Studies for Francis Ford Coppola’s Megalopolis
Research team: Christoph Bader, Anran Li, Nitzan Zilberman, David Franck, Grey Wartinger, Khoa Vu, Neri Oxman
Location: SFMOMA. 2022. San Francisco, CA
Taking the long view of habitat loss and species extinction, OXMAN revisits Manhattan’s pre-1600s landscapes, when the Island was home to the Lenape people and known as Mannahatta (‘land of many hills’). Before the Dutch arrived, the center of Manhattan was once a diverse, natural landscape of hills, valleys, forests, fields, wetlands, salt marshes, and streams. Mannahatta had over 55 different ecological communities on a territory of 20 square miles.
What is now a human-centered cultural hub was once a nature-centric econiche, home to mammals, birds, fish, plants, fungi, and bacteria. It supported more ecological communities per acre than Yellowstone, more native plant species per acre than Yosemite, and more birds than the great Smoky Mountains.
Today, Manhattan is a precarious habitat threatened by extreme forces of rapid climate change, with future projections reported by the 2021 Intergovernmental Panel on Climate Change (IPCC) including higher temperatures, increasingly frequent heavy downpours, and a rising sea level that will further increase storm surges and coastal flooding. If humanity is to survive and thrive, we must rethink our relationship with Nature.
Ecological communities thriving in 1609 Mannahatta
Computational growth across material and urban scales offers a framework for design through self-organization, enabling the generation of vast, diverse forms exhibiting characteristics like those that emerge through the biological growth processes found in Nature. In this project, we construct an oriented volume spanned by surface normals of the shape at every point. The value of the oriented volume drives the iterative deformation of the shape. Depending on the parameterization of this process, we can obtain distinctly different growing forms. Importantly, the emergence of these forms is driven only by the time evolution of a geometric operator acting on the shapes iteratively, thereby connecting geometry and growth through an algorithm.
To form the Man-Nahata landscape, the buildings of the urban landscape are transformed through repeated morphological closing operations, where the field of influence follows a gradient from the center to the outskirts of a circular region. Simulated erosion and soil deposition are applied to the modified cityscape according to site-specific environmental conditions. This results in a topography in which hills are the remains of skyscrapers and valleys follow the streets of the city grid.
Species Of Plants And Animals In Mannahatta
In a series of urban studies, OXMAN proposes synergy between Manhattan’s cultural diversity and Mannahatta’s biotic livelihood: grid and garden. Informed by climate projections and inspired by urban habitats such as stone circles and megaliths, the series of models transitions from a human-centric biosphere to a distributed Nature-centric landscape, evolving harmony between the built and the grown. Across four centuries, Man-Nahāta—an imagined urban future—experiences emergence, growth, decay, and rebirth as a built-grown singularity.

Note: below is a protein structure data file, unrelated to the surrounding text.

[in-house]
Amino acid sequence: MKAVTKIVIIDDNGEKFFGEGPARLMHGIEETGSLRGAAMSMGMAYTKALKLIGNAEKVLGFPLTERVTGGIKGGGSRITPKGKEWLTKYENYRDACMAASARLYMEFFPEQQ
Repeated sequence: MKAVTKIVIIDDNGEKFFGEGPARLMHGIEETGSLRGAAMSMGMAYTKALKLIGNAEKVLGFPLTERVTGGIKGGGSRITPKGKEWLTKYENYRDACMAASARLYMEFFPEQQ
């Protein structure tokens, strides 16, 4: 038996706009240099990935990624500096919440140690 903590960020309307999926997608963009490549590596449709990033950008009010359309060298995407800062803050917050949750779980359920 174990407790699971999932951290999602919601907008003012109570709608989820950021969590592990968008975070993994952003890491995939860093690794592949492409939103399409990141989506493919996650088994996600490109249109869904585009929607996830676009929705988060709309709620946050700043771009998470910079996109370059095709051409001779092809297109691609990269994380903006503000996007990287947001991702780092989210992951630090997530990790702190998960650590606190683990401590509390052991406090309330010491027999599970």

In 2100, climate intensifies, conditioning a re-balancing of landscape and inhabitants. Four essential seeds—shelter, nutrients, energy, society—self-organize into a layered circular system. The emerging city is designed by and informed by its dynamic environment. Sunlight and airflow shape its morphology, the water line defines its boundaries, and the hilly landscape underlies its grid.
Through growth, the city produces enough resources by 2200 to be infinitely flexible, reconfiguring to meet the changing needs of its occupants. The working relationships between different life forms have taken an active turn and evolved into kinship.
These interconnections are expressed literally, in the form of an underground web of synthetic optical fibers and natural root systems. Plants play a major role in this era; through intelligent mediation of the environment, they allow the city to breathe.
As global temperatures and sea levels rise by 2300, the city undergoes time-based decomposition, its organic substances breaking down into megalithic architectural elements: carbon dioxide, water, sugars, and mineral salts. Economic, social, and environmental links are untied and the city as an idea begins to disassemble from its material structures. Communication and belief systems hold the decaying city together, physically manifest as mycorrhizal networks woven through the Earth.
In 2400, the urban cityscape of Manhattan persists as a memory captured in the hills and valleys of the landscape. The wetlands, salt marshes, and biodiversity of ancient Mannahatta are almost completely reborn in a new form, merging native history and urban history into one. The old city becomes a fossil, on top of which a new cycle of humanity is built.
Est. sea level rise in meters, 1900-2400
Est. surface temperature rise in °F, 1900-2400
Collaborators & Contributors: Kennedy Fabrications; Boris Belocon
The Man-Nahāta models are informed by and serve as urban studies for Megalopolis, a forthcoming film by Francis Ford Coppola about an architect seeking to rebuild New York City as a utopia in the wake of disaster.
All images and videos courtesy of OXMAN.